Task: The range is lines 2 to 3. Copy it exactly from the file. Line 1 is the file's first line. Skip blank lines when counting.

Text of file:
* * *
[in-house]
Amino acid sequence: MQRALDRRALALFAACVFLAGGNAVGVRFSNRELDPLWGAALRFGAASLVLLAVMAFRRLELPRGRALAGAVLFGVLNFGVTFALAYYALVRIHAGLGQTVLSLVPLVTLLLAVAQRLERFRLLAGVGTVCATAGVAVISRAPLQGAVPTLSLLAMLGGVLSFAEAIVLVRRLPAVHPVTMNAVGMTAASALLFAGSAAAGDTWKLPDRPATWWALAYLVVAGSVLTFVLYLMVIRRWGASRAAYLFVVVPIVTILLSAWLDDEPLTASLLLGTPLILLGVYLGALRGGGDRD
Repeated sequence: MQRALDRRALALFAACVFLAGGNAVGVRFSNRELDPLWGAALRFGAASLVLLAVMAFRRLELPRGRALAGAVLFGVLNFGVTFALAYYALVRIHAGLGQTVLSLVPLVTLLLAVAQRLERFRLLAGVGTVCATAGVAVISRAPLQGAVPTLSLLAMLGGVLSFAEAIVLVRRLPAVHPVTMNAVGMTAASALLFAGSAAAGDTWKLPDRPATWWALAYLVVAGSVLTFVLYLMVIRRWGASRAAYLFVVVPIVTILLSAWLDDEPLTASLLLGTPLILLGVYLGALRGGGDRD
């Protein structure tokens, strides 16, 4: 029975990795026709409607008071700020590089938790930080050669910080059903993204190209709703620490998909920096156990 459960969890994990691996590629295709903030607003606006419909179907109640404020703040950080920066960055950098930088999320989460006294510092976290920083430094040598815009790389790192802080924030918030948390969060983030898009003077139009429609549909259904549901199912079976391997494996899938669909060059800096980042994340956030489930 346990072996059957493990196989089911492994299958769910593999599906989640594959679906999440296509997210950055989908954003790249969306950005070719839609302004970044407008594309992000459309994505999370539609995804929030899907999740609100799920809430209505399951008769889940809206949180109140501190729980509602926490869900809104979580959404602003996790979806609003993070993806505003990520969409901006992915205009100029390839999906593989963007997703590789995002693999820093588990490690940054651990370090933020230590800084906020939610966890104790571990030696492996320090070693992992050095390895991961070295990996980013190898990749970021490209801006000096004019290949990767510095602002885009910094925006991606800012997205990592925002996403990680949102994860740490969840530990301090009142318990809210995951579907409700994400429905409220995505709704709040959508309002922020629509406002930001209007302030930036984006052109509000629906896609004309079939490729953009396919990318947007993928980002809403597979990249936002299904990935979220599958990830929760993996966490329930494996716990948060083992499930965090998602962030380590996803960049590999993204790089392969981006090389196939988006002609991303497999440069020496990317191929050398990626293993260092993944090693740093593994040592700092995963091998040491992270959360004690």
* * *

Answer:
Amino acid sequence: MQRALDRRALALFAACVFLAGGNAVGVRFSNRELDPLWGAALRFGAASLVLLAVMAFRRLELPRGRALAGAVLFGVLNFGVTFALAYYALVRIHAGLGQTVLSLVPLVTLLLAVAQRLERFRLLAGVGTVCATAGVAVISRAPLQGAVPTLSLLAMLGGVLSFAEAIVLVRRLPAVHPVTMNAVGMTAASALLFAGSAAAGDTWKLPDRPATWWALAYLVVAGSVLTFVLYLMVIRRWGASRAAYLFVVVPIVTILLSAWLDDEPLTASLLLGTPLILLGVYLGALRGGGDRD
Repeated sequence: MQRALDRRALALFAACVFLAGGNAVGVRFSNRELDPLWGAALRFGAASLVLLAVMAFRRLELPRGRALAGAVLFGVLNFGVTFALAYYALVRIHAGLGQTVLSLVPLVTLLLAVAQRLERFRLLAGVGTVCATAGVAVISRAPLQGAVPTLSLLAMLGGVLSFAEAIVLVRRLPAVHPVTMNAVGMTAASALLFAGSAAAGDTWKLPDRPATWWALAYLVVAGSVLTFVLYLMVIRRWGASRAAYLFVVVPIVTILLSAWLDDEPLTASLLLGTPLILLGVYLGALRGGGDRD